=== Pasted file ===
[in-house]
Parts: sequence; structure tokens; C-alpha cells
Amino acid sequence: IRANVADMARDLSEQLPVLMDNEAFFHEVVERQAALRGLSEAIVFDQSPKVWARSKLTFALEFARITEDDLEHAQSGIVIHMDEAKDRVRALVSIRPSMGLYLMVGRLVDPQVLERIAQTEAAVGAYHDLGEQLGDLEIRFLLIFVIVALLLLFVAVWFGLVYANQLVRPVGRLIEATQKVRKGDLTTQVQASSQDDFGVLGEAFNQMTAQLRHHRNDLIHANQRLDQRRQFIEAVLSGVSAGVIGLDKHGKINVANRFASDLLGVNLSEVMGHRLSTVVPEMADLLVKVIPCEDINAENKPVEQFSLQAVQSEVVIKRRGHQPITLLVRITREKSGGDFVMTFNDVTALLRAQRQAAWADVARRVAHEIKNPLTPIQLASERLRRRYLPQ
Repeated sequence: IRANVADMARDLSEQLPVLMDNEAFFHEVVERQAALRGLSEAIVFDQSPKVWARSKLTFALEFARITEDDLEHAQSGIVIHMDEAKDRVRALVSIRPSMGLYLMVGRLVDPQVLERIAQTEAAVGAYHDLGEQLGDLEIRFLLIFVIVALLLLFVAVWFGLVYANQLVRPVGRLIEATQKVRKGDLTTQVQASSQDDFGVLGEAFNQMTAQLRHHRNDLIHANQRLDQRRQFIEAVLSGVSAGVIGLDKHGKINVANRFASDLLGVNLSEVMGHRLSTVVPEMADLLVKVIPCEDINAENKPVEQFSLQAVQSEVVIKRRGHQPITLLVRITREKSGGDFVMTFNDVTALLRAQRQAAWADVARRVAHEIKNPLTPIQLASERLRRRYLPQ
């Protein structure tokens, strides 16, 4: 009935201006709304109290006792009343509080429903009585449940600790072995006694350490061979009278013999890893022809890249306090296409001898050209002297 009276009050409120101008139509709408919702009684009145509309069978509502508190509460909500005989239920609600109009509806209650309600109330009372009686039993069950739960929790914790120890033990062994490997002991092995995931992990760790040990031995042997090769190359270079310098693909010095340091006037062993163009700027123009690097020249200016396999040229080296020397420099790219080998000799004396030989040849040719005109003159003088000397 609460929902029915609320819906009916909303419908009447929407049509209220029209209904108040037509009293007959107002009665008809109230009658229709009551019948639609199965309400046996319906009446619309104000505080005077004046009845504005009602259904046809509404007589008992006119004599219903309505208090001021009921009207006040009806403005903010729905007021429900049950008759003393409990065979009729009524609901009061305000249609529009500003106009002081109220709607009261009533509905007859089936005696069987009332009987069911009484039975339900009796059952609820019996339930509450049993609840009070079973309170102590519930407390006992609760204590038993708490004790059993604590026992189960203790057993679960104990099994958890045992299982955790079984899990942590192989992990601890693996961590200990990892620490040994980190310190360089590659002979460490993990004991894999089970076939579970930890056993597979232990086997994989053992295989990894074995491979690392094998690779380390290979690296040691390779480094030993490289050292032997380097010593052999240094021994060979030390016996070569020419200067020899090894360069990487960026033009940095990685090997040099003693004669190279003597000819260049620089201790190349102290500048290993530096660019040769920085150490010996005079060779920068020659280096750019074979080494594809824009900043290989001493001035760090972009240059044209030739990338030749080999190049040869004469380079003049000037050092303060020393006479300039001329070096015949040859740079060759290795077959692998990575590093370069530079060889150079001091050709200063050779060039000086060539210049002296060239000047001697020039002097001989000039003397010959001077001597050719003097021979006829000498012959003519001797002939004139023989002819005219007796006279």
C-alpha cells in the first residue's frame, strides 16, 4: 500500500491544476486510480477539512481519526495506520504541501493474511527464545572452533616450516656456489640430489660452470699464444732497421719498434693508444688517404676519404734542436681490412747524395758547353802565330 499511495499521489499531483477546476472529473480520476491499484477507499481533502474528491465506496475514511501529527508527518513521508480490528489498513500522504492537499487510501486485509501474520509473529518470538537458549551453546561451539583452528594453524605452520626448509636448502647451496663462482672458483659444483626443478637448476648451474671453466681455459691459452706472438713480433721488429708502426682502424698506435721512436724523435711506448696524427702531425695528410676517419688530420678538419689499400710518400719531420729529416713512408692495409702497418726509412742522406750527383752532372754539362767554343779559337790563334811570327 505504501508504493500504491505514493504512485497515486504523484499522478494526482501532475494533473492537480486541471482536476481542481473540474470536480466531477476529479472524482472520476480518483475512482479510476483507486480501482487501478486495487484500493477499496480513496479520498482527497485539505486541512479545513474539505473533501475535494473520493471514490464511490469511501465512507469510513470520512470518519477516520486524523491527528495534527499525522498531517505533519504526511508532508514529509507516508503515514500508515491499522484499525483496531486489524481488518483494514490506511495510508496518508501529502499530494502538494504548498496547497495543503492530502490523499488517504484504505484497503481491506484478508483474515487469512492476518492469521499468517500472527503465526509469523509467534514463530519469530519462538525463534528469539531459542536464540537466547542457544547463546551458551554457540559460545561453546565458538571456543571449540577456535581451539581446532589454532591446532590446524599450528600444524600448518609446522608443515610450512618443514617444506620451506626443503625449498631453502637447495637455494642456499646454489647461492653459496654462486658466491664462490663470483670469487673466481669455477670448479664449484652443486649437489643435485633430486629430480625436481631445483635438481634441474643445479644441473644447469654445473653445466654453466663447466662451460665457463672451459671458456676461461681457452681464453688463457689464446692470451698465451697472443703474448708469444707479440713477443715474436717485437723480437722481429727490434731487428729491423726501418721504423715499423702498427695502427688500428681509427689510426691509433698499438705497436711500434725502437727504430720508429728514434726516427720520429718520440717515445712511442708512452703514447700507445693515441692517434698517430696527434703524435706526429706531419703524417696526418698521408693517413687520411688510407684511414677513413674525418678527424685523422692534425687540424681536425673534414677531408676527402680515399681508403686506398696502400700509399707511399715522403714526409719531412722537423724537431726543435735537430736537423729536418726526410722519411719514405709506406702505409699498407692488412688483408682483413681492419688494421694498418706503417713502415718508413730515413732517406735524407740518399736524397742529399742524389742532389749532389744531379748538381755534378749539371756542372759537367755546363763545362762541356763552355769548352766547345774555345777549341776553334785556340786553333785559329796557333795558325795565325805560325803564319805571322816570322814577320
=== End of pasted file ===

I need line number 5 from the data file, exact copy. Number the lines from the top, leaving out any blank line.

């Protein structure tokens, strides 16, 4: 009935201006709304109290006792009343509080429903009585449940600790072995006694350490061979009278013999890893022809890249306090296409001898050209002297 009276009050409120101008139509709408919702009684009145509309069978509502508190509460909500005989239920609600109009509806209650309600109330009372009686039993069950739960929790914790120890033990062994490997002991092995995931992990760790040990031995042997090769190359270079310098693909010095340091006037062993163009700027123009690097020249200016396999040229080296020397420099790219080998000799004396030989040849040719005109003159003088000397 609460929902029915609320819906009916909303419908009447929407049509209220029209209904108040037509009293007959107002009665008809109230009658229709009551019948639609199965309400046996319906009446619309104000505080005077004046009845504005009602259904046809509404007589008992006119004599219903309505208090001021009921009207006040009806403005903010729905007021429900049950008759003393409990065979009729009524609901009061305000249609529009500003106009002081109220709607009261009533509905007859089936005696069987009332009987069911009484039975339900009796059952609820019996339930509450049993609840009070079973309170102590519930407390006992609760204590038993708490004790059993604590026992189960203790057993679960104990099994958890045992299982955790079984899990942590192989992990601890693996961590200990990892620490040994980190310190360089590659002979460490993990004991894999089970076939579970930890056993597979232990086997994989053992295989990894074995491979690392094998690779380390290979690296040691390779480094030993490289050292032997380097010593052999240094021994060979030390016996070569020419200067020899090894360069990487960026033009940095990685090997040099003693004669190279003597000819260049620089201790190349102290500048290993530096660019040769920085150490010996005079060779920068020659280096750019074979080494594809824009900043290989001493001035760090972009240059044209030739990338030749080999190049040869004469380079003049000037050092303060020393006479300039001329070096015949040859740079060759290795077959692998990575590093370069530079060889150079001091050709200063050779060039000086060539210049002296060239000047001697020039002097001989000039003397010959001077001597050719003097021979006829000498012959003519001797002939004139023989002819005219007796006279």